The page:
Viruses which can infect humans come in a variety of shapes and sizes, and differ in their ability to invade and affect hosts.
TIPULA IRIDESCENT VIRUS
TOBACCO MOSAIC VIRUS
in more deeply to ask how this stroke may happen, as well as the possible mechanisms and risk factors involved.” But both she and other researchers caution that it will take time to fully understand the nature of Covid-19 and how it affects the central nervous system. While that may sound daunting in the midst of the current pandemic, the good news is such research findings will likely better prepare both scientists and clinicians for the next. “When you think about the different viruses that have emerged over the last century—AIDS, H1N1, Ebola, West Nile, Zika, just to name a few—the one predictable thing seems to be that new viruses are going to continue to emerge as human pathogens,” says Tyler. “It’s likely that many of them will have an impact on the human nervous system in different ways. The more we can understand the pathogenesis of these viruses, even though they are quite different, the more we can add to our base of knowledge so we can better understand and manage the next virus that comes along, whatever it may be.” l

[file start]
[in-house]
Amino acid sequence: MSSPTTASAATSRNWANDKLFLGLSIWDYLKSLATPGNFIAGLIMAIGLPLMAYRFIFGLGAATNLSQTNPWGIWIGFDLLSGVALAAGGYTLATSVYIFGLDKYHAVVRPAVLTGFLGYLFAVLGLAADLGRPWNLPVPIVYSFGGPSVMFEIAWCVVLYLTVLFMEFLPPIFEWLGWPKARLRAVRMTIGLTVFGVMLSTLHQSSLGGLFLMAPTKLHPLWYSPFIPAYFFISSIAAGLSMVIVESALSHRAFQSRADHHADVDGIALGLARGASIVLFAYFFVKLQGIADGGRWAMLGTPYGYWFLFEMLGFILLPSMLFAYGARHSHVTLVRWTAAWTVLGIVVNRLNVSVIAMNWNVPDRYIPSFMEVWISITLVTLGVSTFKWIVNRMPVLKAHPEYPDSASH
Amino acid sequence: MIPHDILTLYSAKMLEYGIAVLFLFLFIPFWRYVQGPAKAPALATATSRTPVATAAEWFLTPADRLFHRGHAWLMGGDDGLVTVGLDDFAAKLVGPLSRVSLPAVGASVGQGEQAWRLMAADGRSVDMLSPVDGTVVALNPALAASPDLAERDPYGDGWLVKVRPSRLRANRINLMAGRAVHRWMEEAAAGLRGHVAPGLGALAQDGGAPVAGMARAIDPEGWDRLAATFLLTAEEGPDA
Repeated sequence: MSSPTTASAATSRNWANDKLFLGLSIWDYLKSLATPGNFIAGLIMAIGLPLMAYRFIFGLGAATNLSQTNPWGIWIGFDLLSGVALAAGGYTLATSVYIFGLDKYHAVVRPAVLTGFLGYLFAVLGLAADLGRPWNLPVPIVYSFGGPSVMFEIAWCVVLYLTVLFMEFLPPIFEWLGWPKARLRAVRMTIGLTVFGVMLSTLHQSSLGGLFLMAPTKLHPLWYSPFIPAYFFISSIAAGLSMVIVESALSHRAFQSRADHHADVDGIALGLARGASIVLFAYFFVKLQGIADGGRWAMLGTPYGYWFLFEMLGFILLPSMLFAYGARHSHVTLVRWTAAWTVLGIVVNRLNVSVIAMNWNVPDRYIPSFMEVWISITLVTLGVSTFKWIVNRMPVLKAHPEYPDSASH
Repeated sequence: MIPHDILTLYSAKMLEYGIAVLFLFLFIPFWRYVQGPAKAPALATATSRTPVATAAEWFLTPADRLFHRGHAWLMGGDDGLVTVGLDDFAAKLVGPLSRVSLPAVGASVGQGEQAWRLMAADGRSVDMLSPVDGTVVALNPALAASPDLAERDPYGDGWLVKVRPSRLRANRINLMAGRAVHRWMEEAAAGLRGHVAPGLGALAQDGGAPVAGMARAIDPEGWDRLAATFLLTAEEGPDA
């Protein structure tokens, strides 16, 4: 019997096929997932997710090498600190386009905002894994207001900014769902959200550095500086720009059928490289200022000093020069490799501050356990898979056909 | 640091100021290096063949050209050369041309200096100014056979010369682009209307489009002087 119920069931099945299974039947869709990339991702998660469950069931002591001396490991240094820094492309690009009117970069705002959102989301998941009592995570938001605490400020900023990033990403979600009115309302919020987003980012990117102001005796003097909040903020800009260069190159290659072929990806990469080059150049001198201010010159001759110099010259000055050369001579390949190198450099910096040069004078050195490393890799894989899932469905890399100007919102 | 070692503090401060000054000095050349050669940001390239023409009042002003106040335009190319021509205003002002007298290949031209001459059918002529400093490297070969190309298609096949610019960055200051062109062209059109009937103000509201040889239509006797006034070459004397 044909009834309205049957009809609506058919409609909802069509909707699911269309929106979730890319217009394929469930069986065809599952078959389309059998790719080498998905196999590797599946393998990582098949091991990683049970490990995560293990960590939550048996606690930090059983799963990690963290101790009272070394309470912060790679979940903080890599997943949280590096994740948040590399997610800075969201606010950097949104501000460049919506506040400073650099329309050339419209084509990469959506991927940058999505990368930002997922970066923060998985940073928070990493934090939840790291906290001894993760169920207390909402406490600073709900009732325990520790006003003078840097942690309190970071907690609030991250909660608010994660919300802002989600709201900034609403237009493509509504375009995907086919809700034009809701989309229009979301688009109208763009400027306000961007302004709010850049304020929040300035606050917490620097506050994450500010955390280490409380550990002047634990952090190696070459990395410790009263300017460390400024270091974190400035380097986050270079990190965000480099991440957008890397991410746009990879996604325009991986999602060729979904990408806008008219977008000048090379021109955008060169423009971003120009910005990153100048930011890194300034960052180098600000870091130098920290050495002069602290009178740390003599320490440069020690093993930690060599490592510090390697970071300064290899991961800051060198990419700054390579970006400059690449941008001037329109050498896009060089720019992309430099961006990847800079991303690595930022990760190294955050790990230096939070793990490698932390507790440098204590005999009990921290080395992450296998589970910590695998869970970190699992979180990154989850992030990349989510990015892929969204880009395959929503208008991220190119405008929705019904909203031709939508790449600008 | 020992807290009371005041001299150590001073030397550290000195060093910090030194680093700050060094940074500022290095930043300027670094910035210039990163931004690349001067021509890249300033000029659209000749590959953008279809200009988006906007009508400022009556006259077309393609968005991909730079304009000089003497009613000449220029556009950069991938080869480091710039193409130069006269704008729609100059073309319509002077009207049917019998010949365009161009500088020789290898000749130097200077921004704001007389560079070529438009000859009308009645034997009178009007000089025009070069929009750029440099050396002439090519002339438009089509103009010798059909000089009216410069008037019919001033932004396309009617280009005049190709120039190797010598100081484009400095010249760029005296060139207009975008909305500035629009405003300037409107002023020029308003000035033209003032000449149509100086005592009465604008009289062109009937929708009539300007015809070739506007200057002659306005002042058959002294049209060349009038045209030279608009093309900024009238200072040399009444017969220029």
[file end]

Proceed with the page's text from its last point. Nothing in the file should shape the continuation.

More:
“One of the biggest challenges is finding an appropriate model—not all viruses affect mice or rats the same way they do humans,” says NINDS scientist McGavern. “A good model system allows us the ability to work out the molecular mechanisms and get a better idea of what the virus is doing, how it’s getting into the body, what cells it infects, and how it’s disrupting those cells.” Such studies can help illuminate how Covid-19 does neurological damage now—and, potentially, in the future. Human studies will be vital in developing treatments for the novel coronavirus. Pittsburgh’s Chou and colleagues have already started a multi-center international consortium to look at the links between Covid-19 and stroke. “The initial phase 1 study is already up and running,” she says. “Its focus is really trying to describe the phenomenon that neurocritical care professionals are seeing. How many people with Covid-19 are having this problem? What does the problem look like, exactly? Once we know that, we can dive
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